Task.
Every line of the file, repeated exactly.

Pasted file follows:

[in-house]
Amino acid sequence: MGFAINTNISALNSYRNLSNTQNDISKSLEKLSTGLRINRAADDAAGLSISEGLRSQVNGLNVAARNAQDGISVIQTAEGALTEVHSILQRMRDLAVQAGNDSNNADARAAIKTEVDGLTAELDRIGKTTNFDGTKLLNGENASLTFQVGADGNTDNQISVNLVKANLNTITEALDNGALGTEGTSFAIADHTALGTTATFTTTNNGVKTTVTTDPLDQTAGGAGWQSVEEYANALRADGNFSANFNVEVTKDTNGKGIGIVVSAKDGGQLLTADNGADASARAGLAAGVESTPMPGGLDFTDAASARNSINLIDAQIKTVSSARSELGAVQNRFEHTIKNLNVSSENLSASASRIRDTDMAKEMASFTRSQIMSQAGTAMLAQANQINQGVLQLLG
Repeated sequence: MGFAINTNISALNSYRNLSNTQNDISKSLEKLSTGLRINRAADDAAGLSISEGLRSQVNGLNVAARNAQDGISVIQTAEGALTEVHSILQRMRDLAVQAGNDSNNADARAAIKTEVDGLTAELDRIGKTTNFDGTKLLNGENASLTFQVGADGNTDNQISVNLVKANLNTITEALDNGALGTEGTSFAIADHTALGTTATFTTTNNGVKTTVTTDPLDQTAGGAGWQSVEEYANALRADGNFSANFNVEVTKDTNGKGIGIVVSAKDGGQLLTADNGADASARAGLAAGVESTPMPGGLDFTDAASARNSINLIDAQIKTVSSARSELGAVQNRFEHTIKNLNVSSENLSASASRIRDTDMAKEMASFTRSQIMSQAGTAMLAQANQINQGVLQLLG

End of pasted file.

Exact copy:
[in-house]
Amino acid sequence: MGFAINTNISALNSYRNLSNTQNDISKSLEKLSTGLRINRAADDAAGLSISEGLRSQVNGLNVAARNAQDGISVIQTAEGALTEVHSILQRMRDLAVQAGNDSNNADARAAIKTEVDGLTAELDRIGKTTNFDGTKLLNGENASLTFQVGADGNTDNQISVNLVKANLNTITEALDNGALGTEGTSFAIADHTALGTTATFTTTNNGVKTTVTTDPLDQTAGGAGWQSVEEYANALRADGNFSANFNVEVTKDTNGKGIGIVVSAKDGGQLLTADNGADASARAGLAAGVESTPMPGGLDFTDAASARNSINLIDAQIKTVSSARSELGAVQNRFEHTIKNLNVSSENLSASASRIRDTDMAKEMASFTRSQIMSQAGTAMLAQANQINQGVLQLLG
Repeated sequence: MGFAINTNISALNSYRNLSNTQNDISKSLEKLSTGLRINRAADDAAGLSISEGLRSQVNGLNVAARNAQDGISVIQTAEGALTEVHSILQRMRDLAVQAGNDSNNADARAAIKTEVDGLTAELDRIGKTTNFDGTKLLNGENASLTFQVGADGNTDNQISVNLVKANLNTITEALDNGALGTEGTSFAIADHTALGTTATFTTTNNGVKTTVTTDPLDQTAGGAGWQSVEEYANALRADGNFSANFNVEVTKDTNGKGIGIVVSAKDGGQLLTADNGADASARAGLAAGVESTPMPGGLDFTDAASARNSINLIDAQIKTVSSARSELGAVQNRFEHTIKNLNVSSENLSASASRIRDTDMAKEMASFTRSQIMSQAGTAMLAQANQINQGVLQLLG